It is a very nice question.

I claim that there is a non-determined dense Vitali set $A$, by a modification of the usual construction of a non-determined set.

First, enumerate all the possible strategies for Alice or Bob in a
well-ordered sequence
$\langle\sigma_\alpha\mid\alpha\lt\frak{c}\rangle$ of length
continuum. A strategy is simply a function mapping the finite play so far to the next digit to be played, and there are at most continuum many such functions. Let us adopt the usual notation, by which $x\star\sigma$ means the play resulting from having Alice play the sequence $x$ and Bob play according to the strategy $\sigma$, and similarly for $\sigma\star y$, where Alice plays $\sigma$ and Bob plays $y$.

Next, in a transfinite recursive procedure, we will make
promises about certain sequences being definitely in the payoff set $A$ and other
promises about certain sequences being definitely not in $A$.

At stage $\alpha$, let $A_\alpha$ be the set of sequences that we
have promised definitely to be in the payoff set $A$, and
$B_\alpha$ is the set of sequences that we have promised to be out
of $A$. These will be disjoint sets of size $|\alpha|$, which is
less than the continuum. Consider now the strategy $\sigma_\alpha$,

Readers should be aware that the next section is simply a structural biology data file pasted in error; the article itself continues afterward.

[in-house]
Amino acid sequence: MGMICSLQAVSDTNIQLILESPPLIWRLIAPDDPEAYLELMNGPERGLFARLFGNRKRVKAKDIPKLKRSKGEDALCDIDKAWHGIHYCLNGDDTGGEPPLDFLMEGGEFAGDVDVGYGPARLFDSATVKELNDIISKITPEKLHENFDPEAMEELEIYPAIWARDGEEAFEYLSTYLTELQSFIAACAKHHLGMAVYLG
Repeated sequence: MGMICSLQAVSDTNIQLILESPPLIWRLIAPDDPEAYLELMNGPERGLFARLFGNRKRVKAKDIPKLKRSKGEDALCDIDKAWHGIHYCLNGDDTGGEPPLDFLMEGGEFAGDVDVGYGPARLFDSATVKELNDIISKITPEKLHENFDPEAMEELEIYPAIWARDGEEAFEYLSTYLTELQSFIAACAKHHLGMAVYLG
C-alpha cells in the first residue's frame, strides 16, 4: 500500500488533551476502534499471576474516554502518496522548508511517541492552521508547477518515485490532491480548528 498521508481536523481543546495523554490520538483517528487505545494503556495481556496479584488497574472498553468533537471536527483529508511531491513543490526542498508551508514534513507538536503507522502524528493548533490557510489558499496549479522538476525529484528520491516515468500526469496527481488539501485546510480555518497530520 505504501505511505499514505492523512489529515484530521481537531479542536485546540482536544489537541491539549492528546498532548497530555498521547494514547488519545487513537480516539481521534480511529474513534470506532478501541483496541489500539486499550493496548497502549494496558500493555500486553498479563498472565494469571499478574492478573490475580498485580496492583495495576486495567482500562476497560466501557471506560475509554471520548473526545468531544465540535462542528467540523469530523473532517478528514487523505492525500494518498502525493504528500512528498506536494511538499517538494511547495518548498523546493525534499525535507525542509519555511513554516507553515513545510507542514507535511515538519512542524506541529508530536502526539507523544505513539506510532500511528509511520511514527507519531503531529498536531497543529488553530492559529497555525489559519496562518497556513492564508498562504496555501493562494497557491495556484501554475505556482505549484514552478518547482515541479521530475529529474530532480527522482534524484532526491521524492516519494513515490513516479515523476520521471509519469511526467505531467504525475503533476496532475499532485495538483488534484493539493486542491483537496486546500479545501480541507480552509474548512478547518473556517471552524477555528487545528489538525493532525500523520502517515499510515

treating it first as a strategy for Bob. Let $x$ be a play for
Alice that does not agree on a tail with Alice's play in any
sequence of $A_\alpha\cup B_\alpha$. Such an $x$ exists because the
sets are small and there are continuum many possible plays. Let us
place $x*\sigma_\alpha$ into $A$, that is,
$A_{\alpha+1}=A_\alpha\cup\{x*\sigma_\alpha\}$. This defeats
$\sigma_\alpha$ as a winning strategy for Bob. Next, consider
$\sigma_\alpha$ as a strategy for Alice. Let $y$ be a sequence that
does not agree on a tail with any play by Bob for any sequence used
up to this stage, that is, in $A_{\alpha+1}\cup B_\alpha$. We place
$\sigma_\alpha\star y$ into $B$, meaning
$B_{\alpha+1}=B_\alpha\cup\{\sigma_\alpha\star y\}$. This
defeats $\sigma_\alpha$ as a winning strategy for Alice.

Having completed the recursion, let $A=\bigcup_\alpha A_\alpha$,
and $B=\bigcup_\alpha B_\alpha$ be the resulting sets of size
continuum. By construction, $A$ and $B$ are disjoint, and no two
elements of $A\bigcup B$ contain sequences that have only finite
difference, since every time we added a new sequence either to $A$
or to $B$, it was infinitely different from all the earlier
sequences we added. Thus, $A\cup B$ contains at most one element
from each tail equivalence class. The usual argument is completed here, since $A$ is not determined, as every strategy was defeated with respect to it.

But in order to get the full Vitali property, we do a bit more. By Zorn's lemma, we may
extend $A\subset V$ to a maximal such set disjoint from $B$. That is, $V$ contains $A$, is disjoint from $B$ and no two elements agree on a tail. It follows by maximality that $V$ is a Vitali set.
Furthermore, like $A$, the set $V$ is not determined, since by design, any given
strategy $\sigma_\alpha$ has a specific play, chosen at stage
$\alpha$, which defeats it as winning for either Alice or Bob.

Finally, we can easily arrange that $V$ is dense, by modifying the
construction to start with a fixed countable dense set $A_0$
containing tail-inequivalent sequences.

So this is a dense non-determined Vitali set, as desired.